The U.S. Preventive Services Task Force (USPSTF), updating its 2002 report, now recommends against routine prostate cancer screening for men over the age of 75. More evidence is needed to determine if men under 75 could benefit from screening.
Previously, the Task Force concluded that there was insufficient scientific evidence to recommend screening for all men, and found inconclusive evidence that early detection improves health outcomes. The updated recommendations appear in the August 5, 2008 issue of Annals of Internal Medicine, the American College of Physicians’ flagship journal, and are available online at www.annals.org.
Prostate cancer is the most common non-skin cancer and the second leading cause of cancer death in men in the United States, affecting one in six men. Measurement of prostate-specific antigen (PSA) in the blood can detect prostate cancer before symptoms develop. Some abnormal PSA levels may require prostate biopsy to see if cancer is actually present.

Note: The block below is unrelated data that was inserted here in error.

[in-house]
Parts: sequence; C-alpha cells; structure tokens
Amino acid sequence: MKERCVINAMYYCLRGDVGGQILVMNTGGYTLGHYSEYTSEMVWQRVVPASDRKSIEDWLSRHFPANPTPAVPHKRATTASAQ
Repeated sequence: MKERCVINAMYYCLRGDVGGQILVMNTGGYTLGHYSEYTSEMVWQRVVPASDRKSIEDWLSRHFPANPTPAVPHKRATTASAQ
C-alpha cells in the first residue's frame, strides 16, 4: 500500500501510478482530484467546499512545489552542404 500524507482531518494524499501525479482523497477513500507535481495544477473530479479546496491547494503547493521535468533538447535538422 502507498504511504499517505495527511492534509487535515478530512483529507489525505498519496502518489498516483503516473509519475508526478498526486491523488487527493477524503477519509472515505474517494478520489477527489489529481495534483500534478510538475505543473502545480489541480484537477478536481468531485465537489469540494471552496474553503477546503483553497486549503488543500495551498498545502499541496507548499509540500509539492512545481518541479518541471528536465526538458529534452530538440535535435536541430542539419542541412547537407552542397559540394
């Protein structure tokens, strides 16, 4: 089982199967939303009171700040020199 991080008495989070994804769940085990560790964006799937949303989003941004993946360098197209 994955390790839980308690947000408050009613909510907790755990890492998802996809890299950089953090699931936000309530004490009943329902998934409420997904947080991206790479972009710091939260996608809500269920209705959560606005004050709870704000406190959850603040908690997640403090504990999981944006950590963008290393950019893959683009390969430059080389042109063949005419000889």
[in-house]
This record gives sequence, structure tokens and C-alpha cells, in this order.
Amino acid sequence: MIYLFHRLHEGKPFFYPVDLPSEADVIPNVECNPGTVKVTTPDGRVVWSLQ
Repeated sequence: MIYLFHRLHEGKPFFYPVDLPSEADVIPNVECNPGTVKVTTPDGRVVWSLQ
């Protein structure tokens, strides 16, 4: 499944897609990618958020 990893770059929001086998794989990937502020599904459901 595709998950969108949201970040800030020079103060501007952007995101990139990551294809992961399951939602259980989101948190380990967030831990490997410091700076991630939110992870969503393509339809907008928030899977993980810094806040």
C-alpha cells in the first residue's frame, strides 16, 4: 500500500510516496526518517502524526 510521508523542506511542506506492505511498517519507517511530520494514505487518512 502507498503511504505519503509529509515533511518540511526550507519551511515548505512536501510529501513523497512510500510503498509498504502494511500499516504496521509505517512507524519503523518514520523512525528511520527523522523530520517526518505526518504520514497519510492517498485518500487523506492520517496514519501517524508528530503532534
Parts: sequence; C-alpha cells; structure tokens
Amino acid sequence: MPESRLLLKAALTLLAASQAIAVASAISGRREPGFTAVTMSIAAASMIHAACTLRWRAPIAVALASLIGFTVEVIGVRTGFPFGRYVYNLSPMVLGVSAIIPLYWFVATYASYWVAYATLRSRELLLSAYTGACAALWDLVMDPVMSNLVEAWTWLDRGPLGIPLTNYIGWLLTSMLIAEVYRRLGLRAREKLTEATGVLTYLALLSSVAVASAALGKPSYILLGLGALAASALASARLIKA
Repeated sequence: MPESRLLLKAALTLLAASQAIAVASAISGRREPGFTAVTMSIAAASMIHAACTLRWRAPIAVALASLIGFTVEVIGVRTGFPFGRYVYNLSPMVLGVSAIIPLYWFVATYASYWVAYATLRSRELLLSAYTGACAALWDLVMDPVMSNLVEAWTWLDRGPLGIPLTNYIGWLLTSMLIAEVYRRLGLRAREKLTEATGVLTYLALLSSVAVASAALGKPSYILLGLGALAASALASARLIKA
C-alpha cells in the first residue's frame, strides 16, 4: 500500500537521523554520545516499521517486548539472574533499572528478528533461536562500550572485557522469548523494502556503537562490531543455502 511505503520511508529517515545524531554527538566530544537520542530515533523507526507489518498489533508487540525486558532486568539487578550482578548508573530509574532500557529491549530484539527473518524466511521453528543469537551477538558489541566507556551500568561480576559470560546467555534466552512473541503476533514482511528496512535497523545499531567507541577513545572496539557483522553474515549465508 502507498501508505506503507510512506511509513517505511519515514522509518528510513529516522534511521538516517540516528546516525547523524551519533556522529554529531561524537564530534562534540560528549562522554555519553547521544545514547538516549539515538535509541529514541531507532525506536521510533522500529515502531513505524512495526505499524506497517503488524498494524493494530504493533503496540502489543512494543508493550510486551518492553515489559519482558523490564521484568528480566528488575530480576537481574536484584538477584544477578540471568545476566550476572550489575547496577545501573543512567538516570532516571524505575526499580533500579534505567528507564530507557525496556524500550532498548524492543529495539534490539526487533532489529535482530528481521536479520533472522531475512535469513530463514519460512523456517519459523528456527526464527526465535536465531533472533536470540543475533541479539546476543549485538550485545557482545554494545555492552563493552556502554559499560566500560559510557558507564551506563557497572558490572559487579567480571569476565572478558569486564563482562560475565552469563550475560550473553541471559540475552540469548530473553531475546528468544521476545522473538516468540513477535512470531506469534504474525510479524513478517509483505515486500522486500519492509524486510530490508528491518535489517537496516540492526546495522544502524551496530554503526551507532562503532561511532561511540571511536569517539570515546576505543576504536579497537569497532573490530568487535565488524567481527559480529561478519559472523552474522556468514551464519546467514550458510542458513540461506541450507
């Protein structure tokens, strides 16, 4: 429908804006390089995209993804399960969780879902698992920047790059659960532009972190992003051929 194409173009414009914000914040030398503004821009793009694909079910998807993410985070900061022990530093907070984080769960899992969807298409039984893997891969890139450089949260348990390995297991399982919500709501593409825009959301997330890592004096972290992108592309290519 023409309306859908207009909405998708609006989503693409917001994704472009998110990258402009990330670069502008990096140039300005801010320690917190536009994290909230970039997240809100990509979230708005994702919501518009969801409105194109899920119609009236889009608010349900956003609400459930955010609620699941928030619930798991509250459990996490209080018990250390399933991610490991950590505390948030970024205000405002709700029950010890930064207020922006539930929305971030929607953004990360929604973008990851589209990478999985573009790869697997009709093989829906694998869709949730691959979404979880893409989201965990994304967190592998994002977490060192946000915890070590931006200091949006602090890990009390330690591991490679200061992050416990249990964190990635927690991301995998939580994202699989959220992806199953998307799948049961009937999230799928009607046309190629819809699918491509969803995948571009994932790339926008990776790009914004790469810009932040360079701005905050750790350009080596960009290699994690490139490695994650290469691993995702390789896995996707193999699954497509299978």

While the PSA tests are effective for detecting disease, the Task Force found that there is insufficient evidence that they improve long-term health outcomes.
“We carefully reviewed the available evidence to measure the benefits and harms of screening for prostate cancer and could not find adequate proof that early detection leads to fewer men dying of the disease,” said Task Force Chair Ned Calonge, M.D., M.P.H., who is also Chief Medical Officer for the Colorado Department of Public Health and Environment, Denver. “At this point, we recommend that men concerned about prostate cancer talk with their health care providers to make a decision based on their individual risk factors and personal preference.”
Source: American College of Physicians, USA